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Hello all. whats a good CCW ? I've been looking into the S&W M&P Sheiled 2.0 chambered in 9mm. Any other good non costly options?
 

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Aim true !
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You will get a lot of recommendations. The shield is a fine choice. If you can handle and shoot as many hand guns as possible. And chose one that fits you the best.
 
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Find one that fits your hands and you can control. Go to a range that has rentals and try some first. Or get to know someone who has several types that you can try at a range. But the one for you is what you like and will learn to use and will carry everyday.
 

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Grand Imperial Poobah
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Just suggestions on my part.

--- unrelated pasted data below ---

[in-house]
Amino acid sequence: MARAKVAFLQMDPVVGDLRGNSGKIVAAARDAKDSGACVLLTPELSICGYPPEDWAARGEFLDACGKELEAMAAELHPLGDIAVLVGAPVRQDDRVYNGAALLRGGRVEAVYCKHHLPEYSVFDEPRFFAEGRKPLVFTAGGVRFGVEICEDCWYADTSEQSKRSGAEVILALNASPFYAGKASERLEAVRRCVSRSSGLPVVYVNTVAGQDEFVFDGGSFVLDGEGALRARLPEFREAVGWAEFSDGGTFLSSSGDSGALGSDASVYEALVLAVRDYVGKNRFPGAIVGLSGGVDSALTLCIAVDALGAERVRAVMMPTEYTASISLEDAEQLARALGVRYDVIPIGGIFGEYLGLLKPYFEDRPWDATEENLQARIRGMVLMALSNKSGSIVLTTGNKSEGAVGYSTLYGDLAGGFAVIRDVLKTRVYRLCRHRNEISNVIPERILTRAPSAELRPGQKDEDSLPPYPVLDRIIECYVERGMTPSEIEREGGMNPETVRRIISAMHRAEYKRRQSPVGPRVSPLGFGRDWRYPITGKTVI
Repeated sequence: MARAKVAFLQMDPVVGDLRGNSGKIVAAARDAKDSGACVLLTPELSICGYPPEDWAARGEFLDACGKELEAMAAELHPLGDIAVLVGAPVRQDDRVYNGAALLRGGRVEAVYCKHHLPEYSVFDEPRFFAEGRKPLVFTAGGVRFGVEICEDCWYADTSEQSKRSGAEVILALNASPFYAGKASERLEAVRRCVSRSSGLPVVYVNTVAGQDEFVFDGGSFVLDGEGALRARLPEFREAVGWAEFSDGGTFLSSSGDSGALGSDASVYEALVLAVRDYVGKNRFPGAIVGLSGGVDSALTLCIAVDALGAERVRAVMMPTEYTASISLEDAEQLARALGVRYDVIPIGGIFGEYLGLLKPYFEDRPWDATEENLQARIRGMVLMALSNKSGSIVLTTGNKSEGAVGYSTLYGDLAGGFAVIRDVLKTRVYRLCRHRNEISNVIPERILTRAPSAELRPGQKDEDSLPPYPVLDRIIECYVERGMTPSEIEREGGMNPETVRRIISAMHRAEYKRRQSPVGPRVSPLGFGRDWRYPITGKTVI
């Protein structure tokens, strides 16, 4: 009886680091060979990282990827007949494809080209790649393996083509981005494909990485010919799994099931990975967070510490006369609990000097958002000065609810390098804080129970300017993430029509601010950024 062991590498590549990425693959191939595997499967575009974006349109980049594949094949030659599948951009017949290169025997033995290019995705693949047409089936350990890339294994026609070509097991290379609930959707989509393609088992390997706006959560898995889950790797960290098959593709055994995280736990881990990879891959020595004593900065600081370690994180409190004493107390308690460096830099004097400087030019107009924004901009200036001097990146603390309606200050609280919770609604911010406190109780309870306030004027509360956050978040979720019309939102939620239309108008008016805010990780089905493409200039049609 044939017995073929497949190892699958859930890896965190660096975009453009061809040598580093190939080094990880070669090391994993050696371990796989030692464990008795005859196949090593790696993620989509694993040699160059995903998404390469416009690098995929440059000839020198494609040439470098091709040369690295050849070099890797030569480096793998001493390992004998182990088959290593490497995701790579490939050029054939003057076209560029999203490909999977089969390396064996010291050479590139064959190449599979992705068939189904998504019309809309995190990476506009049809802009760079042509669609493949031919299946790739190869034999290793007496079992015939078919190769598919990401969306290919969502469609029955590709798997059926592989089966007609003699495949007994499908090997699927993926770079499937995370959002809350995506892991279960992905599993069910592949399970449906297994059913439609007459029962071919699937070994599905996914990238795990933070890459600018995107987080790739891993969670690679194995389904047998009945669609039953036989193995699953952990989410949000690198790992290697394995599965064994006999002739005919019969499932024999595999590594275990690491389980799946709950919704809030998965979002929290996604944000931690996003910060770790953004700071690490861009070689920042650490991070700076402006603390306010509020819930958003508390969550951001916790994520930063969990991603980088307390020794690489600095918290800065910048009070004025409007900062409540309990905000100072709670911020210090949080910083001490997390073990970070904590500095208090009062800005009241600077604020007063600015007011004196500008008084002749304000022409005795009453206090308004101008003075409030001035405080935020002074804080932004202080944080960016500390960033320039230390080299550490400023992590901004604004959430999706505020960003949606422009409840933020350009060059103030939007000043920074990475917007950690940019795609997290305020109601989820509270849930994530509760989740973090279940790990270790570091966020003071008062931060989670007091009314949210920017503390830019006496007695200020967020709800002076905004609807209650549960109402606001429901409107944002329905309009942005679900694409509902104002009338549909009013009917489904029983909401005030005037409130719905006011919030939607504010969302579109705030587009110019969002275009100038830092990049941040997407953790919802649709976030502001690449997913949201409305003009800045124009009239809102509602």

Sig P238
Sig P938
CZ 75 Compact
Walther PPK
Bersa Thunder 380
Ruger LCR

Please keep in mind, that what we suggest may not be the best choice for you. Everyone has different likes, dislikes, and abilities.

You may want to go to a shooting range and rent what you think you are interested in, before you spend money on a firearm you end up hating.
 

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Jesus Saves
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Women should not own guns, they belong barefoot and pregnant, in the kitchen, taking care of their mans every need.












(is it safe to come out yet?)
 

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Live Free
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Welcome to NGF! I would also recommend trying as many pistols as possible. All too often men think to choose the pistol they think a woman would be best suited for and find they are wrong. I would urge you, if possible, to check out as many pistols as you can at local gun stores, and when possible try them. And do not feel that you have to use the smaller calibers, that may or may not be the case for you. I know a couple of petite ladies who carry .45’s because they are quite comfortable with them, and both of them find little .380 pistols to have a nasty snap sort of recoil whereas the .45, though stronger is not such a harsh crack, but a push.